Starred Up is a powerful examination of inherent violence, predestination of prison for the children of criminals and the industrialised apathy of incarceration.
Eric Love (Jack O’Connell) is so uncontrollably violent that he’s moved from juvenile detention to adult prison. It just so happens that he’s placed in the same prison as his father Neville Love (Ben Mendelsohn). Eric must attempt to survive while confronting his past (namely his relationship with his father) and the volcanic reflexive barbarism inside him. His only hope is an anger management group with counsellor Oliver (Rupert Friend) and fellow inmates Hassan (Anthony Welsh), Tyrone (David Ajala) and Des (Gershwyn Eustache Jr).
From the opening moments of Starred Up, director David Mackenzie does a phenomenal job of conveying Eric’s (O’Connell) familiarity with institutionalisation. Shedding clothes, being frisked and searched and unceremoniously squatting to reveal that he isn’t smuggling in contraband; with barely any words spoken you’re being told that this kind of admission into a penal facility has been part of his life for a long time. From the second he’s into his cell for the first time weapons are made, hiding places are found and we have kid whose ready to go to war with anyone that stands in his way.
O’Connell plays Eric with a relish for battle. There’s no flight reflex to be found in this ultimately troubled young man; just a learned survival mechanism. Once he’s able to apply some of the lessons of Oliver’s (Friend) group, he still has the impulse for violence, but every action he is forced to take is played with fierce turmoil. It’s an incredibly dynamic performance from the young O’Connell. The physical demands are met with gusto and emotional and psychological journey is conveyed with restraint.
Mendelsohn’s Neville Love is a ‘lifer’, he’s adapted to the world in which he lives and tries, with threats of a walloping, to keep Eric in check and to understand the way of ‘this’ world. Mendelsohn plays Neville as emotionally dim and his presence is both a necessary catharsis and unnecessary prodding for Eric. One of the great scenes in the film confronts the reality of physical love and companionship in the prison context. David Chrysanthou’s Ashley plays Neville’s partner and when he’s introduced to Eric there’s a strange, yet familiar moment, where a parent’s new partner confronts a child. In this context though it’s vastly more extreme. The disgust, the agony of coming to terms with the reality of life in prison, hits Eric like an avalanche.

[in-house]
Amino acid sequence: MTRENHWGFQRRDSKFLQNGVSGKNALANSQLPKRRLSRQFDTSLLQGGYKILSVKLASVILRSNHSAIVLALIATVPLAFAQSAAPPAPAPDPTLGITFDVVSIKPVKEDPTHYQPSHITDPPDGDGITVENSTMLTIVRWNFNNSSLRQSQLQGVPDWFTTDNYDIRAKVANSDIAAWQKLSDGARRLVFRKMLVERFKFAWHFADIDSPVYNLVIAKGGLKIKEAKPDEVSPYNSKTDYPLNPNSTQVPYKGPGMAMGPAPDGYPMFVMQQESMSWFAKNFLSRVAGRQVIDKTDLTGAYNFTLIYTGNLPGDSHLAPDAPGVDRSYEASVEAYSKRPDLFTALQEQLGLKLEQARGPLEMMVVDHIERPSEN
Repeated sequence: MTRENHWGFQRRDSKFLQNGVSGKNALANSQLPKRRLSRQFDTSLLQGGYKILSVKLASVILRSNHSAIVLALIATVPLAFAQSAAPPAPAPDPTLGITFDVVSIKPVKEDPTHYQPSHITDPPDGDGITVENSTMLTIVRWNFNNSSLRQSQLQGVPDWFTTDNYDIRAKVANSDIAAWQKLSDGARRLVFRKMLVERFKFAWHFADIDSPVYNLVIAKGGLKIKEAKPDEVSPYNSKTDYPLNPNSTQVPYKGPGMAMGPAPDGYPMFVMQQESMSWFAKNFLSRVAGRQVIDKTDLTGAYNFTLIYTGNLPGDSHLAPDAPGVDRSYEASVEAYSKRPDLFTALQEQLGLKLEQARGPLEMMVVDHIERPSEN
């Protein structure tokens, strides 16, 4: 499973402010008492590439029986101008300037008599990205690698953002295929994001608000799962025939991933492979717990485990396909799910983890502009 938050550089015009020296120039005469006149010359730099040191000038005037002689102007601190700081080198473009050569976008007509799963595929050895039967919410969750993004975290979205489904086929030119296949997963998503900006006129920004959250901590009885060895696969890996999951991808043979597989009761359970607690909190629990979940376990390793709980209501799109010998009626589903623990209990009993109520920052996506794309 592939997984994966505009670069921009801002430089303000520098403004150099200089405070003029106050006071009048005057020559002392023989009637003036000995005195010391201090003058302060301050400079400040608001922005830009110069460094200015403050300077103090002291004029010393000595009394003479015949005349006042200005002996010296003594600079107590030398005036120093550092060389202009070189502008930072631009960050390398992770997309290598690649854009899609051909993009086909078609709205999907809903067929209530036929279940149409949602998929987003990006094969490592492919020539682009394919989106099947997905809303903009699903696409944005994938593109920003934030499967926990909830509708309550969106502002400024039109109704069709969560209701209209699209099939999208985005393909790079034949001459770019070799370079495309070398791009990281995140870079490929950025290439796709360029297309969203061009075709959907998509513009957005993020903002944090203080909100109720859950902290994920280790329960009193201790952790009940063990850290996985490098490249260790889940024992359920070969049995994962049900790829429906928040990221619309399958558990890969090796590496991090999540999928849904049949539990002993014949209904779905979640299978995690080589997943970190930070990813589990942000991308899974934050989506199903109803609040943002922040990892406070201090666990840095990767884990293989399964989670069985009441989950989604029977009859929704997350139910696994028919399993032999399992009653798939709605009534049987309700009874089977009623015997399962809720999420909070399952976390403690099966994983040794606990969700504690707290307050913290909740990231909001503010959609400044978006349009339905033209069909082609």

Friend’s Oliver is the emotional core of the film. It’s eluded that he’s been a victim of a heinous crime in his youth, which resulted in him losing control of his furious impulses. His life’s pursuit now is to stand toe-to-toe with the most violent inmates and try and get them to be able to diagnose why they react in the ways that they do. Friend shows such heart and care in the face of the most terrifying inmates. Welsh’s Hassan and Ajala’s Tyrone are guys who use physical training to release the valves of pressure building inside them, while Des (Gershwyn Eustache Jr) attempts to be meditative but in one instant shakes with exasperation.
Mackenzie and screenwriter Jonathan Asser’s scenes involving the anger/violence management group are something to behold. Mackenzie sweeps in and around the room on the waves of tension and tenuous control. Asser’s script is totally authentic fostering incredible performances that feel like each inmate (O’Connell, Welsh, Ajala and Eustache Jr) is about to burst attempting to contain the explosive malice coursing through their veins.
Starred Up is unflinchingly ferocious and you won’t be able to look away.
Blake Howard – follow Blake on Twitter here: @blakeisbatman and listen to legacy audio reviews on That Movie Show 2UE here or on top-rating film podcast Pod Save Our Screen, available now on iTunes.
Directed by: David Mackenzie
Written by: Jonathan Asser
Starring: Jack O’Connell, Ben Mendelsohn, Rupert Friend, Gilly Gilchrist, Frederick Schmidt, Edna Caskey, Darren Hart, Raphael Sowole, Duncan Airlie James, Anthony Welsh, David Ajala, Jerome Bailey, Basil Abdul-Latif,